Brands are continually building their social media presence in order to connect with audiences, especially younger ones.
Social media has become an indispensable part of Gen Z life, making it the perfect platform for brands to reach this demographic. However, it’s not as easy as jumping on an app and posting content.
This generation is hyper-exposed to social media and can sense when brand content is outdated, out of touch, dishonest, or overdone. Another important factor is deciding on the right social channel to use, which determines whether Gen Z will see it or even interact with it.
Here are some thoughts from Gen Z on the best ways to reach our cohort on different social media channels:
For a generation put off by overly obvious marketing, TikTok is the perfect platform. This app’s algorithm creates a “For You Page” that creates a stream of videos that cater to all of your individual interests. Not only does this make the app addictive, but it also forces the majority of this age group to download it, with 60% of all TikTok users being Gen Z. If someone recommends a product they have bought and liked in a video, it is almost impossible. resist the temptation to go buy it due to the personal nature of the interaction. Instead of it posing as a company offering a product, it’s someone you identify with telling you why you should buy it – most likely something you’d like due to the specificity of the algorithm . The algorithm also facilitates virality on TikTok, causing the products to sell immediately. A perfect example is Aerie’s crossover leggings, which sold out for months after a video of them went viral. The #AerieLeggings hashtag has over 12 million views on TikTok.
Instagram is the go-to app for Gen Z to share and consume content. The app’s format, which is designed to share photos with captions, allows users to share photos that express who they are through an aesthetic feed or image board. Gen Z are very active on the app as it allows them to see what both their entourage and their favorite celebrities are up to. The presence of “social media influencers” is very present on this application. These influencers post sponsored content in a way that matches the best way to market to Gen Z. The influencer will post a photo with the product or service they are marketing in a way that matches their personal brand so that it appeals to its audience. These influencers accumulate millions of followers who are fans of them and their lifestyle. So when they recommend anything, the audience will likely listen. A good example of this is the fashion industry, where paid Instagram influencers act as localized models for brands. This creates an extra level of connection between the brand and the customer, as an influencer is more approachable, interesting and enjoyable than an anonymous model. Instagram’s new reels feature is also exploding online, seeking to mimic aspects of TikTok’s “for you page” through similar algorithmic functions. The presence of Instagram DM group chats is also widespread in the app, allowing content to be easily distributed in group chats.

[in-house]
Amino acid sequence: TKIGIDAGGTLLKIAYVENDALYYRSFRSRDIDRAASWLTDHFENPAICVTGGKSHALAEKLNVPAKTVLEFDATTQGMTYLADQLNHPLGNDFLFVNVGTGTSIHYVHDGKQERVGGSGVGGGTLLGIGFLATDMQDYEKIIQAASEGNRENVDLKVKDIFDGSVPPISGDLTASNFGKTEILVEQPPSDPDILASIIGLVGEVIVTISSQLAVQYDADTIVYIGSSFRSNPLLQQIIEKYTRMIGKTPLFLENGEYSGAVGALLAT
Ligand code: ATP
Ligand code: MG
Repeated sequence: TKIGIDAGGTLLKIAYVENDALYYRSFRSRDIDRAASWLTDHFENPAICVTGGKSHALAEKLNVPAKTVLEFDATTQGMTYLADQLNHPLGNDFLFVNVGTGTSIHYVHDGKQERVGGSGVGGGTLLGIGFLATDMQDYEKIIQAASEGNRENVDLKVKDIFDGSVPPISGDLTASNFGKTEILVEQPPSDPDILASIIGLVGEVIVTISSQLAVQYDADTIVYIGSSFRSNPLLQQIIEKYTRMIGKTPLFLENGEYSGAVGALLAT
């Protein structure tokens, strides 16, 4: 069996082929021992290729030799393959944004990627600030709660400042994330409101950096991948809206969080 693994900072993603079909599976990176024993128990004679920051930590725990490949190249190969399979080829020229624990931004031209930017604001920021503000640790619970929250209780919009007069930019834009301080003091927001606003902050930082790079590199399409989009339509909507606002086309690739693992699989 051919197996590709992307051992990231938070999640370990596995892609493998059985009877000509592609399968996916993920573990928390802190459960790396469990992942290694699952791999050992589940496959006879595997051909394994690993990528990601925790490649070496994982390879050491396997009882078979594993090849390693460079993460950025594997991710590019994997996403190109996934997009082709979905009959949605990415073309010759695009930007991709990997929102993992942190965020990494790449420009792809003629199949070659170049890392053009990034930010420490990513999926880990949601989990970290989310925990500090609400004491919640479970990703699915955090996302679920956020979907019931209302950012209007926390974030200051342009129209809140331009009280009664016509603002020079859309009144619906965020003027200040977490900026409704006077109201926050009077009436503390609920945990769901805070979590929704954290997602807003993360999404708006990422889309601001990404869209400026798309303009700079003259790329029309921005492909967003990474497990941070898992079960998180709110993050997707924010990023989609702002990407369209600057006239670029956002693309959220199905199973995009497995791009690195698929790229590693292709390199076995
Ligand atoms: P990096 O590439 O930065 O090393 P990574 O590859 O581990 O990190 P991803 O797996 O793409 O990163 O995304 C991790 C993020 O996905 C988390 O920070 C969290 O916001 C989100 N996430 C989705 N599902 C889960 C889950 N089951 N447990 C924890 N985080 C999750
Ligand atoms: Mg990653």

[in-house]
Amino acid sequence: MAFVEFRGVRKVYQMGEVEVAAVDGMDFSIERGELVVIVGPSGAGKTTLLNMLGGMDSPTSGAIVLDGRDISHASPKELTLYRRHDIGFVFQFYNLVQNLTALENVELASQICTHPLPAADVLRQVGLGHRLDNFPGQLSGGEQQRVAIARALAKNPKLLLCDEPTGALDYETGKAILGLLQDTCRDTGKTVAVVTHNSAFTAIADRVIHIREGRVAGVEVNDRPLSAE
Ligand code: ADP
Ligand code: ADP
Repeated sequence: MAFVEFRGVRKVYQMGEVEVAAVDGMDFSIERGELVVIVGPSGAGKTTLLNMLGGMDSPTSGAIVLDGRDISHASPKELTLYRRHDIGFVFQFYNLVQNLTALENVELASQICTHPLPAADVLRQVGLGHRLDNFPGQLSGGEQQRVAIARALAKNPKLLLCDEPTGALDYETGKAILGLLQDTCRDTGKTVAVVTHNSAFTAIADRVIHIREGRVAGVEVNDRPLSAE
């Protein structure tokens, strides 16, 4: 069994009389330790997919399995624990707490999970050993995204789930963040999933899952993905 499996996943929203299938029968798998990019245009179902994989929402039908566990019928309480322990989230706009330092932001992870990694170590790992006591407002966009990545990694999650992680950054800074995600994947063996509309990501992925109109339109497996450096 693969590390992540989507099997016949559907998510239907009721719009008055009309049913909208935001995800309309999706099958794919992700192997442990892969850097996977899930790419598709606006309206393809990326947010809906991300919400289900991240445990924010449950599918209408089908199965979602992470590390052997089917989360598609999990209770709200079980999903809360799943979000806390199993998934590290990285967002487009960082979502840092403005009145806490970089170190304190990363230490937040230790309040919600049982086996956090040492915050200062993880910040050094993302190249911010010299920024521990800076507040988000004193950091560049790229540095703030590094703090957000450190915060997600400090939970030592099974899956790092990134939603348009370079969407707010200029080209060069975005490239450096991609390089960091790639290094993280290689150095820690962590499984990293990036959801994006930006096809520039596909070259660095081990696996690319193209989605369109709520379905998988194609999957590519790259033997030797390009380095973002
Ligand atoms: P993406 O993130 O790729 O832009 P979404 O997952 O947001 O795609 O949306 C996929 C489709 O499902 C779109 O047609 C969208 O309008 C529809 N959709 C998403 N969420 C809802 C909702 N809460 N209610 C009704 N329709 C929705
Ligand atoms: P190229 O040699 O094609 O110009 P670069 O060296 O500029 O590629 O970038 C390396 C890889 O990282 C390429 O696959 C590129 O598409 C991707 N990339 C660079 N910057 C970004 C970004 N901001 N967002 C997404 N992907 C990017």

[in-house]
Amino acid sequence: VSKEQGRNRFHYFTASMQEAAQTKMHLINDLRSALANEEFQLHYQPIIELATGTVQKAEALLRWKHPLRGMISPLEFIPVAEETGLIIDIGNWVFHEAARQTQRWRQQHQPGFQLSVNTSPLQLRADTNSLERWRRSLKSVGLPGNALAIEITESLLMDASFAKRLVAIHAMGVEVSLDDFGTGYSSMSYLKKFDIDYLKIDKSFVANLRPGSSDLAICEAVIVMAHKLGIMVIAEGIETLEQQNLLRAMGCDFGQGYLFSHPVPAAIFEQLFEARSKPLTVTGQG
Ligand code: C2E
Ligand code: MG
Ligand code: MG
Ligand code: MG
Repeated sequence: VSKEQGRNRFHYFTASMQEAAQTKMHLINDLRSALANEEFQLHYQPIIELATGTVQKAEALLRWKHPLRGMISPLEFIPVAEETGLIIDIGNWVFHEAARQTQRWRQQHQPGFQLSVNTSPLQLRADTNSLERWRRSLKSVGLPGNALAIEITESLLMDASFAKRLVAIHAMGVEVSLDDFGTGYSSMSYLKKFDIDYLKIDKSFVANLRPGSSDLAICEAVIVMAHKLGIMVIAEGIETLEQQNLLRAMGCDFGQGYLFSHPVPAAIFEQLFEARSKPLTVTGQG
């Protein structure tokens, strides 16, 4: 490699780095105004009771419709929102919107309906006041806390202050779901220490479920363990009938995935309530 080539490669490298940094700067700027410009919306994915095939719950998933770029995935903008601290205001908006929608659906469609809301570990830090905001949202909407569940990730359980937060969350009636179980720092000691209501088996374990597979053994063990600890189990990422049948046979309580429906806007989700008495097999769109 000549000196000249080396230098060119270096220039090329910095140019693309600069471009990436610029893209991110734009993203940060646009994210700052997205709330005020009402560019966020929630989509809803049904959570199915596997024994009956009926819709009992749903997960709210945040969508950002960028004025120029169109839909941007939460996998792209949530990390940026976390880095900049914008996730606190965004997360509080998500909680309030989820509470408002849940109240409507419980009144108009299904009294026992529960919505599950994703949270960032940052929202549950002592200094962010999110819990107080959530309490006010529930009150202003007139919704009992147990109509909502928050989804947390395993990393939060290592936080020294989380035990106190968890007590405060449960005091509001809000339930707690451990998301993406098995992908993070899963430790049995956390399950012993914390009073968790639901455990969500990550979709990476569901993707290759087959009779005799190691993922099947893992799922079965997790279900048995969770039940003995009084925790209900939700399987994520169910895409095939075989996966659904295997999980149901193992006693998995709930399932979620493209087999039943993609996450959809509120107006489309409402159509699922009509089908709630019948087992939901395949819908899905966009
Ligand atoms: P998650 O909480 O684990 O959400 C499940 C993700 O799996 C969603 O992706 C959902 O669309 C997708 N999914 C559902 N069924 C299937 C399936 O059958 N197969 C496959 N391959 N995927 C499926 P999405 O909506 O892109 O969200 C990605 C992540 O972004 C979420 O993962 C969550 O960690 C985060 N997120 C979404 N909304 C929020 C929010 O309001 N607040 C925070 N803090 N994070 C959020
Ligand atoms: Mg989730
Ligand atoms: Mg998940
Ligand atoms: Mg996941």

Twitter is an interesting platform for Gen Z users. Despite not having their own Twitter account or posting on the platform at all, many Gen Zers see “ streaming content” on other social media sites that link to Twitter posts and accounts. Articles, memes, screenshots and announcements posted on Twitter are often broadcast on other platforms with much higher frequency compared to its competitors. On Instagram, you’re much more likely to see a Twitter screenshot than Facebook, LinkedIn, or Reddit, perhaps due to the platform’s style of content. So content posted on Twitter can reach a Gen Z audience if done right. A unique method of attracting Gen Z to Twitter is the personality cult route. Brands such as Wendy’s, Denny’s and Ruffles are attracting broad youth engagement by creating a cult following around their social media posts.
Advertising on LinkedIn may reach a Gen Z audience, but this cohort is unlikely to interact with branded content on this platform. LinkedIn may be one of the best platforms for connecting with an older age group from Gen X to mid-millennials, who make up the majority of social media users in the professional space. For this generation, LinkedIn is primarily used as a marketing tool for self-branding. This is the space where you publish all your achievements to make yourself desirable to future employers and interact with others to develop your network. Some Gen Z users may even associate branded content on LinkedIn as fake or dishonest due to LinkedIn’s connection to the corporate world. It’s also important to note that few Gen Zers actively scroll or browse content on LinkedIn, so it would be easy for content to be missed, ignored, or deemed irrelevant.
If a company’s goal is to target a younger audience, Facebook is not the platform. It’s barely used by Gen Z, and when it’s used, it’s for sharing content with the older generation or joining a Facebook group. For example, if you post a photo on Facebook, it’s because you want your parents and loved ones to see it. A person in this age group rarely, if ever, scrolls through their Facebook feed because the content has appeal to older generations. Another problem with Facebook marketing is that it’s too direct. Ads in the app simply showcase a product that you can click to purchase. That’s not a good incentive to buy something for a generation that buys things based on trends or recommendations from people they trust, like influencers.
This story first appeared on United States.